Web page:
These outcomes will contribute to lower employee engagement, be obvious to clients and show up in financial performance. It is not possible to revert to business as usual. To succeed, leaders must remove limits on their thinking and look to the future. We believe the way forward should focus on inclusive leadership.

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REUTERS | Global Creative Services (no copyright)

Why is UK adequacy relevant for the UK post-Brexit?

As the Data Protection Directive (95/46/EC) did 20 years earlier, the EU General Data Protection Regulation (2016/679) (EU GDPR) sets a severe restriction in the context of today’s increasingly interconnected and digitally borderless world. Transfers of personal data to a so-called “third country”, that is any country outside the European Economic Area (EEA), are only allowed subject to certain conditions, namely:

  • The third country ensures an adequate level of protection for the personal data as determined by the European Commission (EC);
  • In the absence of that adequate level of protection, the provision of appropriate safeguards (like Standard Contractual Clauses or Binding Corporate Rules (BCRs)); or
  • In the absence of the foregoing, the international transfer of personal data fits within one of the derogations for specific situations covered by the EU GDPR.

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REUTERS | A man carrying an umbrella walks across the Old Town Square during a rainstorm in Prague, May 30, 2013. REUTERS/David W Cerny

“Culture” is defined as the ideas, customs and social behaviours of a particular people or society. In organisations, culture encompasses the ideas, customs and beliefs that shape how people work together. Culture is made by people and is a defining factor in determining if they stay and, ultimately, what kind of talent you can attract.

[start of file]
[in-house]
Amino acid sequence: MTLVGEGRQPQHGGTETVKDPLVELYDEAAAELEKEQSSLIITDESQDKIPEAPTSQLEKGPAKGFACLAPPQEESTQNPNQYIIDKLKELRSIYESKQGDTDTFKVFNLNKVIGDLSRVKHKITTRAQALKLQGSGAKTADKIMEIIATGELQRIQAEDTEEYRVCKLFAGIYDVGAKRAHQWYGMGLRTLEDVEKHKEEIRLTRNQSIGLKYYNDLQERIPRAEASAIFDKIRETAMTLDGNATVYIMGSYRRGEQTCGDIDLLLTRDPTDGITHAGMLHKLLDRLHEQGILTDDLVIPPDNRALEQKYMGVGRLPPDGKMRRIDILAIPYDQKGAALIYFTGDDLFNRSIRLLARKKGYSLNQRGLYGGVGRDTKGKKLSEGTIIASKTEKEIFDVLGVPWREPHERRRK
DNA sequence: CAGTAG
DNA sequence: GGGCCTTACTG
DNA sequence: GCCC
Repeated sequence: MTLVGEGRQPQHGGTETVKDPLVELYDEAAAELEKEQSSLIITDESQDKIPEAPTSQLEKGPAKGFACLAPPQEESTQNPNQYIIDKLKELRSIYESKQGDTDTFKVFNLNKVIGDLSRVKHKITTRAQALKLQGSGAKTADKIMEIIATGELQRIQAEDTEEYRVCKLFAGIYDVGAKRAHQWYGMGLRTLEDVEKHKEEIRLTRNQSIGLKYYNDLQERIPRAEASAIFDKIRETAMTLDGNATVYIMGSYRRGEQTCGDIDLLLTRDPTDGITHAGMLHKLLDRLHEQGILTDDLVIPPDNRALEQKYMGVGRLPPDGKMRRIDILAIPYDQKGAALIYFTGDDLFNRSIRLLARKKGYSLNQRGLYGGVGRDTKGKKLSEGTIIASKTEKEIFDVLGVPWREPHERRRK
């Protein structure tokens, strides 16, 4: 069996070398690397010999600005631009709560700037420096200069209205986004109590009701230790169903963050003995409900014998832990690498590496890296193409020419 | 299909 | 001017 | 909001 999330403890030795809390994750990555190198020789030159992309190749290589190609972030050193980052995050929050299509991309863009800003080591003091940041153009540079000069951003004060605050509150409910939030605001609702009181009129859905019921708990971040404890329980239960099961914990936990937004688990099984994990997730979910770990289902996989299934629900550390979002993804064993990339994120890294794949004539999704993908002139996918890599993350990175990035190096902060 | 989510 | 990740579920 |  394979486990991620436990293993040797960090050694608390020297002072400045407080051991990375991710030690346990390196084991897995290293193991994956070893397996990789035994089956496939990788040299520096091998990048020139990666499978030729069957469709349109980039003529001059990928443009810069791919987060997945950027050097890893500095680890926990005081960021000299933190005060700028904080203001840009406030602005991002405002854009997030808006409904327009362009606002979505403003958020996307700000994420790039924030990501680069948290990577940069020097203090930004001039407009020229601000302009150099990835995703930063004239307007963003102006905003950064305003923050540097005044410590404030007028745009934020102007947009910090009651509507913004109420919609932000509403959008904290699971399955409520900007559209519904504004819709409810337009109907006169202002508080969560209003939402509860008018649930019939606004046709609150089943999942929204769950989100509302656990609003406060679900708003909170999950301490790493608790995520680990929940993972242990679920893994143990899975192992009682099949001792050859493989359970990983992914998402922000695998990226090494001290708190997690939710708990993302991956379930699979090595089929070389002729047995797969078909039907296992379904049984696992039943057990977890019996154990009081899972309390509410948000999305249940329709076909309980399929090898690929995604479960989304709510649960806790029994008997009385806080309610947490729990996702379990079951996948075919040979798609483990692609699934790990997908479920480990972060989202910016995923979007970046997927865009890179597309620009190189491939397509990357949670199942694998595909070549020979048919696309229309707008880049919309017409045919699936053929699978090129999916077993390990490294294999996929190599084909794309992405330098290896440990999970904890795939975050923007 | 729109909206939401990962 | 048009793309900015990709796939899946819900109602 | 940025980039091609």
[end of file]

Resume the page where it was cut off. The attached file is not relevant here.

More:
The best cultures have a high degree of safety but safe here does not mean boring! It means an environment where individuals can be themselves and bring their whole range of thinking and creativity to work. Organisations with strong cultures are more innovative and better able to cope with adversity because they have the best talent.

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REUTERS | An aerial view of tulip fields near the city of Creil, Netherlands April 18, 2019. REUTERS/Yves Herman

In conjunction with Practical Law, The Centre for Legal Leadership is hosting a series of webinars throughout 2021 aimed at in-house lawyers.

Making ethical calls when advising your organisation

Date: 3 March 2021 (2:00pm-3:30pm)

In-house lawyers are subject to the ethical requirements of their professional bodies and their roles will often take them into areas that cover legal compliance and, increasingly, business ethics. This can highlight important issues relating to the purpose and independence of the in-house lawyer.

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REUTERS | People run past Tower Bridge in the early morning autumnal sunshine, in London, Britain, October 24, 2018. REUTERS/Simon Dawson - RC129ACEEA00

As usual around this time of year, the Practical Law Commercial team have been looking back and asking ourselves what has changed in contract law and drafting? Specifically, what developments in 2020 affect commercial lawyers as they manage existing contracts or draft new ones? We agreed that 2020 was full of changes in practice, even where the letter of the law hasn’t (yet) changed (much).